“He sort of won the race, didn’t he? Through sheer persistence, consistency and focus. And longevity. He’s a poet who just kept going. When people would say of Before Sunrise that it reminded them of an English-language Rohmer film, I’d go, ‘Well, that’s very flattering, but I don’t think he’d ever make a film that simple.’ My work is so much simpler than his. I give him more credit than that.”
— Richard Linklater, on the death of Eric Rohmer in 2010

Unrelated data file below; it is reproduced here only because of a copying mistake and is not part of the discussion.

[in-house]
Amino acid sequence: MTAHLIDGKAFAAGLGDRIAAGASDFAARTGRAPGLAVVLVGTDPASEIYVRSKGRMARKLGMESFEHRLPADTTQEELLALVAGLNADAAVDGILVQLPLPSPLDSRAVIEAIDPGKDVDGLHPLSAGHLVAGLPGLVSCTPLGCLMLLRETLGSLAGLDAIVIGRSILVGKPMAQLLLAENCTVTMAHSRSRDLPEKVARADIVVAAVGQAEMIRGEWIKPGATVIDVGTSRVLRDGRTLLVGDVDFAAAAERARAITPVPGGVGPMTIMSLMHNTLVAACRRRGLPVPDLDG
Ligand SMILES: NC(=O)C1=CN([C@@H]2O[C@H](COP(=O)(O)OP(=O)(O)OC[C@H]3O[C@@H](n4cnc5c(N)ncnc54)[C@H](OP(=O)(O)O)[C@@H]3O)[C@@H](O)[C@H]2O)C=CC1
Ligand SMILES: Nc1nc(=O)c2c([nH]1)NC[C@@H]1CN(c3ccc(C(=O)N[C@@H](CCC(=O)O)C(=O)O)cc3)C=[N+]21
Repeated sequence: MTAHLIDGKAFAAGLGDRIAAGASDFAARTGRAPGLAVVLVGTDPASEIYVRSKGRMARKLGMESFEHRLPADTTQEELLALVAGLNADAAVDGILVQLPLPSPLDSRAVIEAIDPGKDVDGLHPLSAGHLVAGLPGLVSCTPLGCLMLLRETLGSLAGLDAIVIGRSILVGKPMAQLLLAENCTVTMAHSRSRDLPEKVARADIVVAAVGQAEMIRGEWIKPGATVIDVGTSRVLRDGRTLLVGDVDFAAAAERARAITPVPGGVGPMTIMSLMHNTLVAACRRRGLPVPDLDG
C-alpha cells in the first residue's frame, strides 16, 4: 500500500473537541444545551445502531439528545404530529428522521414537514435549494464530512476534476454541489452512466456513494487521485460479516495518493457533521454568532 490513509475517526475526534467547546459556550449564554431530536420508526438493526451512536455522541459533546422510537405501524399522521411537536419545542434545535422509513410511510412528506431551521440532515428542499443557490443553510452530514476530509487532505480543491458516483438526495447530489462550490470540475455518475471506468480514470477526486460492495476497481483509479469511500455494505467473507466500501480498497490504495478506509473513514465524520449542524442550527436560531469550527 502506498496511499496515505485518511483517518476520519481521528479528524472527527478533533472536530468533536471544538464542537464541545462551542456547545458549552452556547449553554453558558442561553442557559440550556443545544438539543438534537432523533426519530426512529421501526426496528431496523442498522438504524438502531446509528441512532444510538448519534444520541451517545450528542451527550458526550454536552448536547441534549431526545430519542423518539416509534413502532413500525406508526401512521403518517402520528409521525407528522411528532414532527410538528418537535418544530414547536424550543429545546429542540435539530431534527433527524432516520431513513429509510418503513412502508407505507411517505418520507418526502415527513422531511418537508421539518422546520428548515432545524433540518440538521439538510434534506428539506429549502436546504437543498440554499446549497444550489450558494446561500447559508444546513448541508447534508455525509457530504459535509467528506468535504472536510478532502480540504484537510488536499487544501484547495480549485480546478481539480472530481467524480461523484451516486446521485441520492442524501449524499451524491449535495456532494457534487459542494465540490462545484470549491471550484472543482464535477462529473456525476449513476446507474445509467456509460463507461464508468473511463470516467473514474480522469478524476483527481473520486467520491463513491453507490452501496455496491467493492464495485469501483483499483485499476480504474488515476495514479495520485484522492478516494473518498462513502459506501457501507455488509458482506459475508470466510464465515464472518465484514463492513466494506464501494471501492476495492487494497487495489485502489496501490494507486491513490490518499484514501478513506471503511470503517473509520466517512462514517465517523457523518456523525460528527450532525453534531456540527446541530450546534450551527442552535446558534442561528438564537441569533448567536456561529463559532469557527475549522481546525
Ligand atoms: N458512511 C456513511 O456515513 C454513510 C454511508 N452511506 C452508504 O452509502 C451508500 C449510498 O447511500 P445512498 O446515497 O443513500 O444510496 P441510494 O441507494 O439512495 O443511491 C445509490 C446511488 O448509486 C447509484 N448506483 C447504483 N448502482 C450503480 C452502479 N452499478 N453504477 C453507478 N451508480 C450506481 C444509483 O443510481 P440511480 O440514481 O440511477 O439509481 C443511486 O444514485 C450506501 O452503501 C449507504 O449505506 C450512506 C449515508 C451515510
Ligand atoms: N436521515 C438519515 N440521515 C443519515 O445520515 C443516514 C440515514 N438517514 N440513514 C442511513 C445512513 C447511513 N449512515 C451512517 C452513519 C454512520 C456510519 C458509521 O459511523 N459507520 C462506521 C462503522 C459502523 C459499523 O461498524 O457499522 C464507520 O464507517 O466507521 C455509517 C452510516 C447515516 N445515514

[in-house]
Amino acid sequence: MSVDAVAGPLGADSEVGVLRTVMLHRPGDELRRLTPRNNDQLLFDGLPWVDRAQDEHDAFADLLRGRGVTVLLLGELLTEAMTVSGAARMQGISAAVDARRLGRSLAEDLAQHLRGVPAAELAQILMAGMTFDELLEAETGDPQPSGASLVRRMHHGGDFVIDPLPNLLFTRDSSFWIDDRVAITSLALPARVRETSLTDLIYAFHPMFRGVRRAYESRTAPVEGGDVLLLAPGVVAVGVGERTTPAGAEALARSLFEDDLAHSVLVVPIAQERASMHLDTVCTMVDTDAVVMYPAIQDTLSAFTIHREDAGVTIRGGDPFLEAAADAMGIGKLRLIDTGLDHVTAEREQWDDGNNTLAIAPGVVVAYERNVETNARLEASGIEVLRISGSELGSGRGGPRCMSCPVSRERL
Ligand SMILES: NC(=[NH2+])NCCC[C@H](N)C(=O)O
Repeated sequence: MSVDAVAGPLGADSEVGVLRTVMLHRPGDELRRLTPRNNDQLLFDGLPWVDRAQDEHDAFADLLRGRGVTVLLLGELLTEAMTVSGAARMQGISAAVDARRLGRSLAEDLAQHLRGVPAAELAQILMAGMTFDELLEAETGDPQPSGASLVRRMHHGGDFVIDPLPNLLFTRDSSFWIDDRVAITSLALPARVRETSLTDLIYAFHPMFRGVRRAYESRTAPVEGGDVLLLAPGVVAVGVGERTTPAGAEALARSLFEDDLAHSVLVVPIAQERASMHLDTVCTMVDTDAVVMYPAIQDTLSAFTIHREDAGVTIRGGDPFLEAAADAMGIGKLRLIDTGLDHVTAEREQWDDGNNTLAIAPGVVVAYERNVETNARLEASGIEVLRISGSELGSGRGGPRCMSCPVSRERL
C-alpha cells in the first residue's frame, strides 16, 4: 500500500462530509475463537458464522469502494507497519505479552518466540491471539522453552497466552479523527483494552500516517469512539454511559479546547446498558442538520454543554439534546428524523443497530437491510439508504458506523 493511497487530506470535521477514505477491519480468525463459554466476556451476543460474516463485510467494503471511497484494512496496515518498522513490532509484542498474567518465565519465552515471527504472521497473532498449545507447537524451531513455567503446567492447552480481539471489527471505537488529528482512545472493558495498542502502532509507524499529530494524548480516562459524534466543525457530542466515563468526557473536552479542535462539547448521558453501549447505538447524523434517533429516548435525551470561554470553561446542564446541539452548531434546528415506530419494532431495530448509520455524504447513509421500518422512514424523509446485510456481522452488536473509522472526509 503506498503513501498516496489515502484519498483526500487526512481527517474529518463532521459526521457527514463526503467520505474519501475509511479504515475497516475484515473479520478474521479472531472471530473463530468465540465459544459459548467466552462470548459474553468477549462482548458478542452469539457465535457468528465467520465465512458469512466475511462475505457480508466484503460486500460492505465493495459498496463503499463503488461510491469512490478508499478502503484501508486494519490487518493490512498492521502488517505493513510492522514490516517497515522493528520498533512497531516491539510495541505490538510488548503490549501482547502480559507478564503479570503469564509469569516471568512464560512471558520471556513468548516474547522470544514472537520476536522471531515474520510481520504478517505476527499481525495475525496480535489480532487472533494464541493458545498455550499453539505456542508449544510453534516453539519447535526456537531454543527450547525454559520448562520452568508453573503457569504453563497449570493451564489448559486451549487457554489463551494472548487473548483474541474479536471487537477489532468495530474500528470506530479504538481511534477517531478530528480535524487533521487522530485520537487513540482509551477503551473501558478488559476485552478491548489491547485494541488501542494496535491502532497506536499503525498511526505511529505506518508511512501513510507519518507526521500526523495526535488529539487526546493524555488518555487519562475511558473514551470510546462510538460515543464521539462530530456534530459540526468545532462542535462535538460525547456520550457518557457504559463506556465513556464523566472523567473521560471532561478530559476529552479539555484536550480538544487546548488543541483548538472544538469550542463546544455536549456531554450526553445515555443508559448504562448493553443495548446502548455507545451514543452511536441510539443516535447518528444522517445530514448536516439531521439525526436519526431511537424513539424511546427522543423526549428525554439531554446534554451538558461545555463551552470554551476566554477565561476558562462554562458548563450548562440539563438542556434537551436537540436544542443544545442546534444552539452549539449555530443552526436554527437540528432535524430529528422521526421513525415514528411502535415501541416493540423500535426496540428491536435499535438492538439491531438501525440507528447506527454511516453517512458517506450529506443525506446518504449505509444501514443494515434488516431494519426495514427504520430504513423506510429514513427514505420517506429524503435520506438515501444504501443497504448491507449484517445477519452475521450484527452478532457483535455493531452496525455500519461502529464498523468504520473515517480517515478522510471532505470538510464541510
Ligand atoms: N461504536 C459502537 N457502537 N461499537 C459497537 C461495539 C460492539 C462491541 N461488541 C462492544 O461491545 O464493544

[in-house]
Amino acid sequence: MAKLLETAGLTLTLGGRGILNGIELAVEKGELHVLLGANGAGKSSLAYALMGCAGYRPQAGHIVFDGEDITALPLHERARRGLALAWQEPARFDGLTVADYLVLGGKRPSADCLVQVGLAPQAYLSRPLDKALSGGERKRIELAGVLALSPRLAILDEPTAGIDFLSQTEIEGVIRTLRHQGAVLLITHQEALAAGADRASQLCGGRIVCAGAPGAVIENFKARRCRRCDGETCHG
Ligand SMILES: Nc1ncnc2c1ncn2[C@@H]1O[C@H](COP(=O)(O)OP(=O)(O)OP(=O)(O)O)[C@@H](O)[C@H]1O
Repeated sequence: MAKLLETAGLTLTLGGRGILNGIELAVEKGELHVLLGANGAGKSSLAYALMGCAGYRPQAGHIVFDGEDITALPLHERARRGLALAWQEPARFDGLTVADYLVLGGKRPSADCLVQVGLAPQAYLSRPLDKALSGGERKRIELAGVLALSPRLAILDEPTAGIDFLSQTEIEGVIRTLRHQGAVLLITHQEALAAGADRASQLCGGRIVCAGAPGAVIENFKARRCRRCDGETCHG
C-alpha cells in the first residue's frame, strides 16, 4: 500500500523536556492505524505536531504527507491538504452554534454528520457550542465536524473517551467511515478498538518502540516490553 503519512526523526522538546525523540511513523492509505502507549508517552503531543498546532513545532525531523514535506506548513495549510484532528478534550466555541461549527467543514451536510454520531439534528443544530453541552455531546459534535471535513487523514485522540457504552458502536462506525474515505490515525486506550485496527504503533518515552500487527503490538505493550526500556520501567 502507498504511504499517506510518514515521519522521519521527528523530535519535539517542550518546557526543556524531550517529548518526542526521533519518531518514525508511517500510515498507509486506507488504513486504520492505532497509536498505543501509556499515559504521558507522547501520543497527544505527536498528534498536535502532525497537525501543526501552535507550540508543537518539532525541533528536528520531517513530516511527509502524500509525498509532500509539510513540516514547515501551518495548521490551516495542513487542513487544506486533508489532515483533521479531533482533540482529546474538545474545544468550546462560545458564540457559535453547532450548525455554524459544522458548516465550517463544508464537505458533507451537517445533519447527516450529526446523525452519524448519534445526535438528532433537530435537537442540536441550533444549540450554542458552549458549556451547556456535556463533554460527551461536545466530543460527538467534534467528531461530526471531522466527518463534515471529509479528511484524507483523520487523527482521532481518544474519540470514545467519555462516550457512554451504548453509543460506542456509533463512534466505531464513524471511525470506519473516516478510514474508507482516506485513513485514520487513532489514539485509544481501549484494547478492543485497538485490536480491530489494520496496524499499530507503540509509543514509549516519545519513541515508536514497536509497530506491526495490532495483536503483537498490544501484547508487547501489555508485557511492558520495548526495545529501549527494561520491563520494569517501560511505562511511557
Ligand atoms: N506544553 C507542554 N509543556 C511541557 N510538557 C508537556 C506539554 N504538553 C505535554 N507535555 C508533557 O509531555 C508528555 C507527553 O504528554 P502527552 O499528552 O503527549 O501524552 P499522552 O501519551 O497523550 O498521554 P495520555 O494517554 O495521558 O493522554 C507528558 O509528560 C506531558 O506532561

What most intrigues me about the genuinely humble tribute from one master to another I’ve cited above is the notion that Richard Linklater thinks Eric Rohmer “won” a “race” without elaborating on exactly which race that might be. I can only imagine that the director of Before Midnight had the story of the tortoise and the hare in mind when he made that remark and that he saw Rohmer as being analogous to the slow-but-steady turtle and most of his compatriots in the French New Wave as being frenetic rabbits: Rohmer may have in many ways been the “slowest starter” (i.e., the least commercial or intellectually fashionable) of the major nouvelle vague filmmakers during the 1960s but his body of work as a whole arguably ended up being more impressive in the long run. It’s also hard for me to imagine that Linklater isn’t revealing something about his own career in that remark — even if only subconsciously. Critics, after all, often lump Linklater in with Quentin Tarantino, Paul Thomas Anderson, Robert Rodriguez and Kevin Smith as constituting a “VHS Generation” — a group of American filmmakers who never graduated from college (in pointed contrast to the celebrated “Film School Generation” of the 1970s) but who educated themselves about film history via home video in the 1980s before directing their first independently made breakthrough features in the early-to-mid 1990s. While Linklater may indeed have been the least flashy of that particular group during the Nineties (Dazed and Confused developed an almost-instant cult following but it didn’t make its writer/director a “star” in the manner of a Tarantino or a Smith), it seems inarguable to me that he has the most impressive filmography from the vantage point of the year 2013. He and Anderson are the only directors of the bunch who I would cite as actually having significantly improved in the 21st century.